During our week without BC Hydro power, our house never got cold since the wood fire was kept burning most of the time. Food was prepped both using the barbecues and the wood stove top. We had a decent stash of food. We grow quite a bit of our own fresh produce, and we grow sprouting seeds in our windows for fresh winter greens. I highly recommend other folks take up growing sprouts for themselves and keeping a good store of seeds for such. Despite our existing food stash, we still went to pick up more food goods on a Dec. 22 trip to the town centre. We noticed drinking water at the grocery store was being limited to 10 gallons per customer. During this trip, I witnessed some of the crazy road obstacles created by the storm and talked to a few other locals about their experience and situation in the aftermath. One person figured they would remain without power for ten days. We were surely not the last ones to get our power returned as I know someone who had to wait a full two weeks.

Broken tree hanging on power lines with a vehicle-sized hole cut out in the right lane.

We ran the generator each day for awhile, prioritizing power to run the fridge and deep freezer, as well as for well-water usage and charging a battery pack, which we used for charging electronics. We used the generator to take showers, but flushed toilets with rainwater that we brought in and kept in the washrooms in buckets. We sometimes used the generator to power the luxuries of the electric kettle and toaster oven. The wood stove top is a much slower method of boiling water and toasting bread. We just had to be cautious not to demand too much at once. I had planned to do some laundry the day the storm happened, but that was put on hold until the power came back a week later. We could have handwashed clothing if necessary, but it never became necessary. Our visiting family bought us some extra battery-powered lamps on their way out here to help light up our house more in the evenings.

Candles burning during a past electrical power outage. In past storms, we had fewer battery-powered lamps on hand.

During that week, I went to bed somewhat earlier than usual, used my electronics less than usual to save on battery power, and used pencil and paper more. Overall though, I didn’t feel in lack of anything on account of the missing power during our family holiday time, though I certainly would in a longer term as I like to be able to use more power for electronic devices in non-holiday time, and also I much prefer the machine washes the laundry. Some of our visitors seemed to feel quite a bit more lack than me. . . Given such, it felt a bit ironic how our BC Hydro power returned on the day they were leaving, just a couple of hours before their departure.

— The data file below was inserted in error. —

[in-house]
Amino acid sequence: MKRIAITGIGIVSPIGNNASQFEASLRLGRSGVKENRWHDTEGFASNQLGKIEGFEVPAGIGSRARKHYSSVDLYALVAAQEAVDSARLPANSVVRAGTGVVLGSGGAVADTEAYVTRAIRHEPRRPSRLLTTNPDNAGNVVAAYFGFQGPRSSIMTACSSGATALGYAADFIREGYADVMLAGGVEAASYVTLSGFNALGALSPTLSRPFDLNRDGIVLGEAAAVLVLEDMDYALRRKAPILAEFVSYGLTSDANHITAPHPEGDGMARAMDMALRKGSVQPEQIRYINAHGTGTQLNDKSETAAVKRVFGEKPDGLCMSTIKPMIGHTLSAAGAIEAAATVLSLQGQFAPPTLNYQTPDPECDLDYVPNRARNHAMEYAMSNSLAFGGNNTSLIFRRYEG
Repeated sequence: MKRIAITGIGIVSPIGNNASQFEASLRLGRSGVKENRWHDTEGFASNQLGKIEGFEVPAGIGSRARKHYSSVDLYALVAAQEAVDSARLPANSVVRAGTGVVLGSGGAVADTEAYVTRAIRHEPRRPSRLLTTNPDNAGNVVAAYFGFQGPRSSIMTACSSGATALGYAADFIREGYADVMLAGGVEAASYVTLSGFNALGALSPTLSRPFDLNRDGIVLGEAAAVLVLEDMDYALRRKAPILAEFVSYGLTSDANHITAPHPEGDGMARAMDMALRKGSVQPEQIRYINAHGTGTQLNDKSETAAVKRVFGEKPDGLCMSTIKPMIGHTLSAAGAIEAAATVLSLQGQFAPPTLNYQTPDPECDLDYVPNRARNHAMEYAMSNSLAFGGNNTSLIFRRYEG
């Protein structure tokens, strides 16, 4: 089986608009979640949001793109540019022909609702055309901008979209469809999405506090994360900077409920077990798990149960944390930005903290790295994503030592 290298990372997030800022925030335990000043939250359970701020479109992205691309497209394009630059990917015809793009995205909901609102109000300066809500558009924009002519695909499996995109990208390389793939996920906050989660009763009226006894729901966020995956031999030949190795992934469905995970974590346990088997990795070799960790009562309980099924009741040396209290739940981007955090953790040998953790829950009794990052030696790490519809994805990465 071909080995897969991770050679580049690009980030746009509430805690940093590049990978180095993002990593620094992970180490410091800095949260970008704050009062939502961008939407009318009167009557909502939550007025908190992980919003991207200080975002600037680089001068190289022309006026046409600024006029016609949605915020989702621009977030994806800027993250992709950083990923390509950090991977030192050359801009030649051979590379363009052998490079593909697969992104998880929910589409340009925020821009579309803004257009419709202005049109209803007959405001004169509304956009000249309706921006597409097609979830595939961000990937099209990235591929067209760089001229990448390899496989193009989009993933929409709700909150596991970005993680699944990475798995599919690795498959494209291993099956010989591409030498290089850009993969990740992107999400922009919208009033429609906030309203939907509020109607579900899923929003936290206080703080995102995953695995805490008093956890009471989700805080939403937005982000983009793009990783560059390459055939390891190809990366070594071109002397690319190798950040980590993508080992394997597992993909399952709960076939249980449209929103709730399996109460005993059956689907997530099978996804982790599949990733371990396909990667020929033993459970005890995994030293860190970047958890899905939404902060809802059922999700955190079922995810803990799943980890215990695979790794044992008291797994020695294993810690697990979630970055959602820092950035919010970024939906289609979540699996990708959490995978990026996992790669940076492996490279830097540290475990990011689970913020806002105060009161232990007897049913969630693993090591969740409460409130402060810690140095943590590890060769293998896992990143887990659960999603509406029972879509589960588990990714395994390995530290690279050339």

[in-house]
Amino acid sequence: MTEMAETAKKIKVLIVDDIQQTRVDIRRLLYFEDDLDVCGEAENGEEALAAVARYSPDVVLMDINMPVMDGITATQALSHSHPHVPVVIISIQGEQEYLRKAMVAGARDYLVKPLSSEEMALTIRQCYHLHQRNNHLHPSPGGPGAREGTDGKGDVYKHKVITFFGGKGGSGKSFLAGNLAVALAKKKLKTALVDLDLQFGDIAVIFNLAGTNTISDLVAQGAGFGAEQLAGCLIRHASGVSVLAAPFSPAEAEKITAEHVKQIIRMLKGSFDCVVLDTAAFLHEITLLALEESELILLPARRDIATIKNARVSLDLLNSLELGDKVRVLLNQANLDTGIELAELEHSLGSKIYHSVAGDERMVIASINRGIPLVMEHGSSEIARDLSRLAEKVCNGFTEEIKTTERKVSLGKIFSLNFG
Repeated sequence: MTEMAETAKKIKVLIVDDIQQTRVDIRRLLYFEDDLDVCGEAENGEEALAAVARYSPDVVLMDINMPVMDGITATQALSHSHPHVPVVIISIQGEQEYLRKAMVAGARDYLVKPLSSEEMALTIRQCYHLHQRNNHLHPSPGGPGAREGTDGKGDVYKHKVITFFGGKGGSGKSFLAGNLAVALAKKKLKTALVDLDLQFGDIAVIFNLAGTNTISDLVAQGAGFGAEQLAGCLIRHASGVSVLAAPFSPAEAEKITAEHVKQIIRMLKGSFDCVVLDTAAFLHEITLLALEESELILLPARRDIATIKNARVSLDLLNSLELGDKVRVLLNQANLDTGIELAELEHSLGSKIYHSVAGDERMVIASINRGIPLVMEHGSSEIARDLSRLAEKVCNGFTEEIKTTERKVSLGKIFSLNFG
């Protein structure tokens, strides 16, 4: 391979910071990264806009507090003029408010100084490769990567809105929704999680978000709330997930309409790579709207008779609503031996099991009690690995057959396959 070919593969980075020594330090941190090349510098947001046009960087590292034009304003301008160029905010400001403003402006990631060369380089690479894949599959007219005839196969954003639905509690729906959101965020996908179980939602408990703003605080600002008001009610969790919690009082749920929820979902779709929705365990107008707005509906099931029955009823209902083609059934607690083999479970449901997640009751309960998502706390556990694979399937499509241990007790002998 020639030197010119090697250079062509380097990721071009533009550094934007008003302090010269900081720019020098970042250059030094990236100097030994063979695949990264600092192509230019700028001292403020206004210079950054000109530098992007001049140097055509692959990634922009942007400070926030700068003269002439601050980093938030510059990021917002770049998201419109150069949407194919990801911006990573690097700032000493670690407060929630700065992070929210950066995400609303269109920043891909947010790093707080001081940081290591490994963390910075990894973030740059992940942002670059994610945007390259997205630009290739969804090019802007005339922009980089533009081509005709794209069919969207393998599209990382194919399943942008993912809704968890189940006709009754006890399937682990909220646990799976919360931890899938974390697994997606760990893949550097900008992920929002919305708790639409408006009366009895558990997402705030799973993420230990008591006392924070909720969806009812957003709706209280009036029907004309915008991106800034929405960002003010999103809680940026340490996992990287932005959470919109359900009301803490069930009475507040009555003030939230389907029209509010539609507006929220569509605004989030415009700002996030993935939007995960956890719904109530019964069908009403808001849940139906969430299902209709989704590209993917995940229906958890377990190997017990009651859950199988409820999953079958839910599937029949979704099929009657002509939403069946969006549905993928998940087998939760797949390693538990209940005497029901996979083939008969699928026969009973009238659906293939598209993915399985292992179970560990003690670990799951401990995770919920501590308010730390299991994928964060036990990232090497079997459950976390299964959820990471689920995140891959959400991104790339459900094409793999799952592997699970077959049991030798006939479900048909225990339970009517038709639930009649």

Preparation for Future Storms

I prefer having BC Hydro connection to having to burn propane, but I hope we can soon find and acquire the means to produce enough of our own renewable energy to not require the propane. As of yet we have just a few independent solar-powered things. We hope to find some microwind technology that is quiet, that won’t get ripped off in storms like this last one, and also stronger storms than this one as we can only expect. Perhaps such technology does not exist. I am still somewhat concerned about whether the roof on this house will even be able to stay on through future such storms, and I don’t know what we may further do to prevent it from flying off one day. Perhaps this sounds exaggerated, but I think it is a valid concern here.

For now, the power lines are back up, though very certainly they will break around here again in the near future. In fact, we have yet another wind warning today, for ~80 km/hr winds, and my mom is telling my dad to bolt the tarp shelter back to the garage in preparation.

For this last big storm, as things turned out, we were prepared enough, but a large branch or tree falling differently could have easily changed that fact. We know we must take further measures to safeguard our home. We also know we can only expect to see the effects of Climate Disruption grow much worse with fiercer storms more frequently as time goes on, so along with preparing for future storms like this one, we must also prepare for future storms quite a lot worse than this one. In the aftermath of this storm, the question lingers in mind: for the Climate Chaos ahead with all the crazy storms and other destructive consequences that it will bring, how prepared will we need to be to be prepared enough?